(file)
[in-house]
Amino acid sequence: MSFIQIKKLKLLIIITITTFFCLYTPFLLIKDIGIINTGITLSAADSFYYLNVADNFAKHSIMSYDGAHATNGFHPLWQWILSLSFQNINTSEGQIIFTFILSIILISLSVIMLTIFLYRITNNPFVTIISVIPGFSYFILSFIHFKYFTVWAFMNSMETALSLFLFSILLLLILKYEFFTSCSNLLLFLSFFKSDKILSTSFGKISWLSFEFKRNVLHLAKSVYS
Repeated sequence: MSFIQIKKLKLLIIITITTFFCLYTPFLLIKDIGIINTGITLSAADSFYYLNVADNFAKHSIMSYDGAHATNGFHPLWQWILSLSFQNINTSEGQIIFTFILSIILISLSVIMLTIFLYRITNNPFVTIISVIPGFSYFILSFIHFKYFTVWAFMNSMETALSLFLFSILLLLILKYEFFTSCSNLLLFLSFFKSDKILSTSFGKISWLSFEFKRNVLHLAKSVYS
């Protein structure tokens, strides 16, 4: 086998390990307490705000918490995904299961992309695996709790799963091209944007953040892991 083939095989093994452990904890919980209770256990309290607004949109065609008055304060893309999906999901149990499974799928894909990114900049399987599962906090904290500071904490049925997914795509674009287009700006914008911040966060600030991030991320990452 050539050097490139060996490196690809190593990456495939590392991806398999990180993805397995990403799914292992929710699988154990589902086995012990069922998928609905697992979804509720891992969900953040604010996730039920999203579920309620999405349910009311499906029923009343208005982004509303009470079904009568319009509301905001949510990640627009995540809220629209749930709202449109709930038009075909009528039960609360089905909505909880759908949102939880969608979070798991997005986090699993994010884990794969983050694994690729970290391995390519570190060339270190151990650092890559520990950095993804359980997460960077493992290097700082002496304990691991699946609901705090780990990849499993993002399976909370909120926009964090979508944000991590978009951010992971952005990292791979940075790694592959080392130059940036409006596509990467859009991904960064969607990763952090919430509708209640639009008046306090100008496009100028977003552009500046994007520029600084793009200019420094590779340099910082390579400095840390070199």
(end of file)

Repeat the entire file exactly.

[in-house]
Amino acid sequence: MSFIQIKKLKLLIIITITTFFCLYTPFLLIKDIGIINTGITLSAADSFYYLNVADNFAKHSIMSYDGAHATNGFHPLWQWILSLSFQNINTSEGQIIFTFILSIILISLSVIMLTIFLYRITNNPFVTIISVIPGFSYFILSFIHFKYFTVWAFMNSMETALSLFLFSILLLLILKYEFFTSCSNLLLFLSFFKSDKILSTSFGKISWLSFEFKRNVLHLAKSVYS
Repeated sequence: MSFIQIKKLKLLIIITITTFFCLYTPFLLIKDIGIINTGITLSAADSFYYLNVADNFAKHSIMSYDGAHATNGFHPLWQWILSLSFQNINTSEGQIIFTFILSIILISLSVIMLTIFLYRITNNPFVTIISVIPGFSYFILSFIHFKYFTVWAFMNSMETALSLFLFSILLLLILKYEFFTSCSNLLLFLSFFKSDKILSTSFGKISWLSFEFKRNVLHLAKSVYS
């Protein structure tokens, strides 16, 4: 086998390990307490705000918490995904299961992309695996709790799963091209944007953040892991 083939095989093994452990904890919980209770256990309290607004949109065609008055304060893309999906999901149990499974799928894909990114900049399987599962906090904290500071904490049925997914795509674009287009700006914008911040966060600030991030991320990452 050539050097490139060996490196690809190593990456495939590392991806398999990180993805397995990403799914292992929710699988154990589902086995012990069922998928609905697992979804509720891992969900953040604010996730039920999203579920309620999405349910009311499906029923009343208005982004509303009470079904009568319009509301905001949510990640627009995540809220629209749930709202449109709930038009075909009528039960609360089905909505909880759908949102939880969608979070798991997005986090699993994010884990794969983050694994690729970290391995390519570190060339270190151990650092890559520990950095993804359980997460960077493992290097700082002496304990691991699946609901705090780990990849499993993002399976909370909120926009964090979508944000991590978009951010992971952005990292791979940075790694592959080392130059940036409006596509990467859009991904960064969607990763952090919430509708209640639009008046306090100008496009100028977003552009500046994007520029600084793009200019420094590779340099910082390579400095840390070199």